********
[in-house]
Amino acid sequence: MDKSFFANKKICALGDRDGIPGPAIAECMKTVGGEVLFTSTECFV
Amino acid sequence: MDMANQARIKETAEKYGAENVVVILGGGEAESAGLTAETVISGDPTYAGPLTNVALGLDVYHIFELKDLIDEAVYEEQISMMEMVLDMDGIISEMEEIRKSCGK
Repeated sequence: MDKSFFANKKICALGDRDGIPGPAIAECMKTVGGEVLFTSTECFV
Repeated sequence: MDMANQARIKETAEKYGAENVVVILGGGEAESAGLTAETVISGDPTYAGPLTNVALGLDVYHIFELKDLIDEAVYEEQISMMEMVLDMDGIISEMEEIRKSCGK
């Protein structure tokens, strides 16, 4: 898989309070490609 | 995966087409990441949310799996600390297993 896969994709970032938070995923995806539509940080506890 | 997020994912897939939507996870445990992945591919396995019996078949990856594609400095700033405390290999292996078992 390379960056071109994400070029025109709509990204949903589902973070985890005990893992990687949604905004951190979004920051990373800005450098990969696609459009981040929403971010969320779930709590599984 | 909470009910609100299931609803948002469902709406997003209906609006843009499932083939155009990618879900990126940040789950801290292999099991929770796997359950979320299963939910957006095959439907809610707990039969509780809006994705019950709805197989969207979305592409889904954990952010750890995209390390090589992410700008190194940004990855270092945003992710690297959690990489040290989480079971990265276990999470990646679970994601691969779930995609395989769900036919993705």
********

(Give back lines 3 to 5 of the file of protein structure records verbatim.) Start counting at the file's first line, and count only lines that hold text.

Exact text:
Amino acid sequence: MDMANQARIKETAEKYGAENVVVILGGGEAESAGLTAETVISGDPTYAGPLTNVALGLDVYHIFELKDLIDEAVYEEQISMMEMVLDMDGIISEMEEIRKSCGK
Repeated sequence: MDKSFFANKKICALGDRDGIPGPAIAECMKTVGGEVLFTSTECFV
Repeated sequence: MDMANQARIKETAEKYGAENVVVILGGGEAESAGLTAETVISGDPTYAGPLTNVALGLDVYHIFELKDLIDEAVYEEQISMMEMVLDMDGIISEMEEIRKSCGK